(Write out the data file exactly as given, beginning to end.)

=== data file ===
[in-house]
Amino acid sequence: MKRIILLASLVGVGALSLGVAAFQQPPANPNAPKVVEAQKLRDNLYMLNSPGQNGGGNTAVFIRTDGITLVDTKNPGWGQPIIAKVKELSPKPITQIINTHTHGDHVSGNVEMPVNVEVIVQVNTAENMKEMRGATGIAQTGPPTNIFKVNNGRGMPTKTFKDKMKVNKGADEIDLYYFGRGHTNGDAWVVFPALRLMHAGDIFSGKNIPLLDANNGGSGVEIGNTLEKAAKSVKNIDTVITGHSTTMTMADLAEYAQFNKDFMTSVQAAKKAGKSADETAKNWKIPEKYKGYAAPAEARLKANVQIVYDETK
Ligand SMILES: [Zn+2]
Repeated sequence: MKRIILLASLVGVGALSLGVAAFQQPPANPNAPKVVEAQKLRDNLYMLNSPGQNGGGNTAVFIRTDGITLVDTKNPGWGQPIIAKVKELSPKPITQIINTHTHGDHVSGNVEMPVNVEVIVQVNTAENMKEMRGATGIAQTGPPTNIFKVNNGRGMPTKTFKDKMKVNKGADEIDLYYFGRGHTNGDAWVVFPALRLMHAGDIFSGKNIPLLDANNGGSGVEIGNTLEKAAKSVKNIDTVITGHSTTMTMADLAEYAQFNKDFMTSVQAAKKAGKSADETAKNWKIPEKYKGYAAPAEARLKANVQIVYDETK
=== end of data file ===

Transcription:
[in-house]
Amino acid sequence: MKRIILLASLVGVGALSLGVAAFQQPPANPNAPKVVEAQKLRDNLYMLNSPGQNGGGNTAVFIRTDGITLVDTKNPGWGQPIIAKVKELSPKPITQIINTHTHGDHVSGNVEMPVNVEVIVQVNTAENMKEMRGATGIAQTGPPTNIFKVNNGRGMPTKTFKDKMKVNKGADEIDLYYFGRGHTNGDAWVVFPALRLMHAGDIFSGKNIPLLDANNGGSGVEIGNTLEKAAKSVKNIDTVITGHSTTMTMADLAEYAQFNKDFMTSVQAAKKAGKSADETAKNWKIPEKYKGYAAPAEARLKANVQIVYDETK
Ligand SMILES: [Zn+2]
Repeated sequence: MKRIILLASLVGVGALSLGVAAFQQPPANPNAPKVVEAQKLRDNLYMLNSPGQNGGGNTAVFIRTDGITLVDTKNPGWGQPIIAKVKELSPKPITQIINTHTHGDHVSGNVEMPVNVEVIVQVNTAENMKEMRGATGIAQTGPPTNIFKVNNGRGMPTKTFKDKMKVNKGADEIDLYYFGRGHTNGDAWVVFPALRLMHAGDIFSGKNIPLLDANNGGSGVEIGNTLEKAAKSVKNIDTVITGHSTTMTMADLAEYAQFNKDFMTSVQAAKKAGKSADETAKNWKIPEKYKGYAAPAEARLKANVQIVYDETK